Voice assistants have quickly become a common feature in our homes, with Amazon’s Alexa and Google Assistant leading the way. While these smart home hubs have no doubt provided many with a convenient way of getting the news, adding items to shopping lists, or streaming music, they aren’t without their flaws.
Already this year, Amazon’s Alexa has made headlines after Echo speakers started spontaneously laughing in March. Meanwhile, a family recently reported that their device recorded and sent conversations to a colleague without their knowledge.
As The Verge explains, Amazon responded to these situations by saying that the devices were likely triggered by false positive commands.
Smart speakers can, of course, pick up random parts of a user’s everyday conversations by misunderstanding speech as a wake word. If you want to check, and delete, what Alexa has been listening to and recording in your house, follow these steps from The Verge:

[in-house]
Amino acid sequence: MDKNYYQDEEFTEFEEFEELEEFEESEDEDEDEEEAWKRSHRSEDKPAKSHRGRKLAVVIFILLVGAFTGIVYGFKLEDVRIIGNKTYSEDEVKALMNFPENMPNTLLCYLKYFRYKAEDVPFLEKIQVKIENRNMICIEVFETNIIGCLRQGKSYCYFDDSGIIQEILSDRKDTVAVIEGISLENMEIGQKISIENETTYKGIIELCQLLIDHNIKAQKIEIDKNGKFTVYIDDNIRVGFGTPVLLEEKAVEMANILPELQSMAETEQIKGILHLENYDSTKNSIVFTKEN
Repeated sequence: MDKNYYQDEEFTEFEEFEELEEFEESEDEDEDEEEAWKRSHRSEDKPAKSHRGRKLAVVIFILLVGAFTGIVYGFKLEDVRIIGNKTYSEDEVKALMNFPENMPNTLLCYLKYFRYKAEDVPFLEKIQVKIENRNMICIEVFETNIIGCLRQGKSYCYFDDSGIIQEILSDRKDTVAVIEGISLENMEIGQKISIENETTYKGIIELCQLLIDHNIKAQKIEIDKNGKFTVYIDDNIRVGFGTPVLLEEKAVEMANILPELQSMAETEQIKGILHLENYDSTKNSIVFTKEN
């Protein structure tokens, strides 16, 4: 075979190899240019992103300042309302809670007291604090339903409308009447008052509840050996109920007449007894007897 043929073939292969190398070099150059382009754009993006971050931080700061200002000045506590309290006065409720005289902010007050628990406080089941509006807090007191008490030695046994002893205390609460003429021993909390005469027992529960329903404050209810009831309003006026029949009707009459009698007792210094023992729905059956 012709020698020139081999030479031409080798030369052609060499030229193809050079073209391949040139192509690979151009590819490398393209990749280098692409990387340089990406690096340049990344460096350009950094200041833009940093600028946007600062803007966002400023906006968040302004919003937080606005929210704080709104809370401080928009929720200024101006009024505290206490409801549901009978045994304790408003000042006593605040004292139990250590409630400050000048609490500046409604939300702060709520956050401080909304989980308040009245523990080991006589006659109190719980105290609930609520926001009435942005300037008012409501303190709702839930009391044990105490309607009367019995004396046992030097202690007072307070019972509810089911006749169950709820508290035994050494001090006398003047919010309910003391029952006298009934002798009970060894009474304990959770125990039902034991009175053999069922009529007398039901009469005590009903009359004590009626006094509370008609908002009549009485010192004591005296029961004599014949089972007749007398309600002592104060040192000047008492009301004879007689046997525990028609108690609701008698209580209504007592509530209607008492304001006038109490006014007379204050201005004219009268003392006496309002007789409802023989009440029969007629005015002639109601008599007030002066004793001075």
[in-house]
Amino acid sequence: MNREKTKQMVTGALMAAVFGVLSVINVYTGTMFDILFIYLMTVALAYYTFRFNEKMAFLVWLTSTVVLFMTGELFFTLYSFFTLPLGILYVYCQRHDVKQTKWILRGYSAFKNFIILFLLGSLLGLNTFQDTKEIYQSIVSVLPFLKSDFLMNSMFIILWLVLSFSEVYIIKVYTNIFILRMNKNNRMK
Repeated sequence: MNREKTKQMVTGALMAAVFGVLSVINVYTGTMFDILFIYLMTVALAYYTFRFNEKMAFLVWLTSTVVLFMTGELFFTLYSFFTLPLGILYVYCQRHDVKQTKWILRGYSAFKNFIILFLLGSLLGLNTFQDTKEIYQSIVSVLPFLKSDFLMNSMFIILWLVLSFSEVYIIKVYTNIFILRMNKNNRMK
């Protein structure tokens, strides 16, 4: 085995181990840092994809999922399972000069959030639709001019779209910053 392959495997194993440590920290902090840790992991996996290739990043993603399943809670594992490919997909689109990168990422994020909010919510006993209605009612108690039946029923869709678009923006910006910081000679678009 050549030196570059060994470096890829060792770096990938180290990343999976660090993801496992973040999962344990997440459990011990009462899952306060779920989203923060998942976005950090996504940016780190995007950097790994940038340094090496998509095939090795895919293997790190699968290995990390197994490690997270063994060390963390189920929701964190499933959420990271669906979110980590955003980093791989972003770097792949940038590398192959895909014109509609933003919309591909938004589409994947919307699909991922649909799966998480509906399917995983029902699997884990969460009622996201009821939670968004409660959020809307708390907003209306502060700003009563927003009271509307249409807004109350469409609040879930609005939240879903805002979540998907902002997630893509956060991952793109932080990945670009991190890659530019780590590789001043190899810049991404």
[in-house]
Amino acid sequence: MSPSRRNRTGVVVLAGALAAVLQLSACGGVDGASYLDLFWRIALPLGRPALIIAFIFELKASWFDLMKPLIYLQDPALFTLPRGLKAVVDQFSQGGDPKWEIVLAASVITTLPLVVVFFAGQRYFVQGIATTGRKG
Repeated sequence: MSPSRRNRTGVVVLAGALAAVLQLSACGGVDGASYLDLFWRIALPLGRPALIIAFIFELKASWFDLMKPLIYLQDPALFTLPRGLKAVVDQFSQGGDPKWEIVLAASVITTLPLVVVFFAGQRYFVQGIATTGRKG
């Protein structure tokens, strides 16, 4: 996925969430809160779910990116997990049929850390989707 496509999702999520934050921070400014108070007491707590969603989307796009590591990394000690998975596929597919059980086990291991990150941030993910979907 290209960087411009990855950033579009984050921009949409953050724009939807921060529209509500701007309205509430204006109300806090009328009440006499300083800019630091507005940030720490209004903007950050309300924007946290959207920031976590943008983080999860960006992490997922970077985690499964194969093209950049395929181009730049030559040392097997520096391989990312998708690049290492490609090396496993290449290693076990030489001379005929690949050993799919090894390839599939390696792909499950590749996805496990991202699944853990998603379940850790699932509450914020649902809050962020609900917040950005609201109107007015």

Open the Alexa app on your smart device and tap the menu icon in the top left-hand corner to open the menu options. Then click into the Settings menu and tap History.
You’ll now be able to browse all the commands you’ve asked of Alexa. Of course, if you’re a heavy Alexa user, you’ll have a lot of commands to sift through. To make it easier, you can sort the results by date.
There may be occasions where you see a line time that just says “Alexa”, and this will be times when you may have mentioned the assistant’s name without actually referring to the smart speaker.
In instances where the Alexa app says “text not available”, you’ll be able to listen to the recording of what was said in the household to hear what prompted the Echo device to listen to that conversation. To do this, simply click on the “text not available”. The Echo device will have determined that the audio was not, in fact, intended for the assistant, and so it will not have returned a response.
If you want to delete recordings in your Alexa history, this history allows you to delete on an individual basis. If you’d like to wipe the entire history, you can go to the Manage Your Content and Devices page.
However, it is worth noting that the company uses recordings to personalise the Alexa experience and to create an acoustic model of users’ voices. Wiping the entire history could, therefore, “degrade your Alexa experience”, according to Amazon.